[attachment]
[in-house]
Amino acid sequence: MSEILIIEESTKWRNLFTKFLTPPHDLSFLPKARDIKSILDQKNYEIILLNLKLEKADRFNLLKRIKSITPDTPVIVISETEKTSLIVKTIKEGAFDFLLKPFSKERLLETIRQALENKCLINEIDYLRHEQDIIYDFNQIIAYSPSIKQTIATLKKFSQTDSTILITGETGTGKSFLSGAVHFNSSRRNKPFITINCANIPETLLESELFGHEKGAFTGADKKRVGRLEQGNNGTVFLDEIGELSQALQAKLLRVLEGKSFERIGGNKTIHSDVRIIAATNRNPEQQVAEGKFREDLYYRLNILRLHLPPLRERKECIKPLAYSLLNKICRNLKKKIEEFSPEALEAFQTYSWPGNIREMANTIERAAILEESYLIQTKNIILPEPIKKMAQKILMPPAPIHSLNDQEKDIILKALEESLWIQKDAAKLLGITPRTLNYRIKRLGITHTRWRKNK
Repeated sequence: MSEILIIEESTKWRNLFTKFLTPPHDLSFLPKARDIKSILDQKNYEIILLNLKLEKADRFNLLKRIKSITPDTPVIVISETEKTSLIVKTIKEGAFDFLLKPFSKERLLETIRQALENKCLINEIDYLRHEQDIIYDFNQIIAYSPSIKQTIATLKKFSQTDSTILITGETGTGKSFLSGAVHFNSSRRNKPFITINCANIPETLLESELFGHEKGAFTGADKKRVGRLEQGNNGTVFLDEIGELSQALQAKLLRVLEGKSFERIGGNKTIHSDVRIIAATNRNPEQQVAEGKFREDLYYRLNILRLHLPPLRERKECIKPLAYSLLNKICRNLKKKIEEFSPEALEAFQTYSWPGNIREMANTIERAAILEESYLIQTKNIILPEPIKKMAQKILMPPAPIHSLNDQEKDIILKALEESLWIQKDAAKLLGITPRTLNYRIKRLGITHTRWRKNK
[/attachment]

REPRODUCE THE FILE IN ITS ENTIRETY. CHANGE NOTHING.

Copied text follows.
[in-house]
Amino acid sequence: MSEILIIEESTKWRNLFTKFLTPPHDLSFLPKARDIKSILDQKNYEIILLNLKLEKADRFNLLKRIKSITPDTPVIVISETEKTSLIVKTIKEGAFDFLLKPFSKERLLETIRQALENKCLINEIDYLRHEQDIIYDFNQIIAYSPSIKQTIATLKKFSQTDSTILITGETGTGKSFLSGAVHFNSSRRNKPFITINCANIPETLLESELFGHEKGAFTGADKKRVGRLEQGNNGTVFLDEIGELSQALQAKLLRVLEGKSFERIGGNKTIHSDVRIIAATNRNPEQQVAEGKFREDLYYRLNILRLHLPPLRERKECIKPLAYSLLNKICRNLKKKIEEFSPEALEAFQTYSWPGNIREMANTIERAAILEESYLIQTKNIILPEPIKKMAQKILMPPAPIHSLNDQEKDIILKALEESLWIQKDAAKLLGITPRTLNYRIKRLGITHTRWRKNK
Repeated sequence: MSEILIIEESTKWRNLFTKFLTPPHDLSFLPKARDIKSILDQKNYEIILLNLKLEKADRFNLLKRIKSITPDTPVIVISETEKTSLIVKTIKEGAFDFLLKPFSKERLLETIRQALENKCLINEIDYLRHEQDIIYDFNQIIAYSPSIKQTIATLKKFSQTDSTILITGETGTGKSFLSGAVHFNSSRRNKPFITINCANIPETLLESELFGHEKGAFTGADKKRVGRLEQGNNGTVFLDEIGELSQALQAKLLRVLEGKSFERIGGNKTIHSDVRIIAATNRNPEQQVAEGKFREDLYYRLNILRLHLPPLRERKECIKPLAYSLLNKICRNLKKKIEEFSPEALEAFQTYSWPGNIREMANTIERAAILEESYLIQTKNIILPEPIKKMAQKILMPPAPIHSLNDQEKDIILKALEESLWIQKDAAKLLGITPRTLNYRIKRLGITHTRWRKNK